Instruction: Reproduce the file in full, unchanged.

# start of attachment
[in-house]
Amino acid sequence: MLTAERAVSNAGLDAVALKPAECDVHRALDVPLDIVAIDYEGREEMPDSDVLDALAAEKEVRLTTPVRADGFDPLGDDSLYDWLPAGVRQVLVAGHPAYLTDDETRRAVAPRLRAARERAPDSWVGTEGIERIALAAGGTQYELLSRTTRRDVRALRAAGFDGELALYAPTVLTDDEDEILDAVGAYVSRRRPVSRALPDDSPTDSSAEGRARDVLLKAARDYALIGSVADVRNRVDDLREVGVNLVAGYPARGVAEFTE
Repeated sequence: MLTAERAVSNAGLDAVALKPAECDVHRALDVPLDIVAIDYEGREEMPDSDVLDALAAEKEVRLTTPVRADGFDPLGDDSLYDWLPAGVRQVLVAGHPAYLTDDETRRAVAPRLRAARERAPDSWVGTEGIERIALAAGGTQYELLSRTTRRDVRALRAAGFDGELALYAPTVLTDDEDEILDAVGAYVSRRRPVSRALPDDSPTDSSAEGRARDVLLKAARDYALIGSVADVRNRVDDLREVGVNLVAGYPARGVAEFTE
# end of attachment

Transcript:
[in-house]
Amino acid sequence: MLTAERAVSNAGLDAVALKPAECDVHRALDVPLDIVAIDYEGREEMPDSDVLDALAAEKEVRLTTPVRADGFDPLGDDSLYDWLPAGVRQVLVAGHPAYLTDDETRRAVAPRLRAARERAPDSWVGTEGIERIALAAGGTQYELLSRTTRRDVRALRAAGFDGELALYAPTVLTDDEDEILDAVGAYVSRRRPVSRALPDDSPTDSSAEGRARDVLLKAARDYALIGSVADVRNRVDDLREVGVNLVAGYPARGVAEFTE
Repeated sequence: MLTAERAVSNAGLDAVALKPAECDVHRALDVPLDIVAIDYEGREEMPDSDVLDALAAEKEVRLTTPVRADGFDPLGDDSLYDWLPAGVRQVLVAGHPAYLTDDETRRAVAPRLRAARERAPDSWVGTEGIERIALAAGGTQYELLSRTTRRDVRALRAAGFDGELALYAPTVLTDDEDEILDAVGAYVSRRRPVSRALPDDSPTDSSAEGRARDVLLKAARDYALIGSVADVRNRVDDLREVGVNLVAGYPARGVAEFTE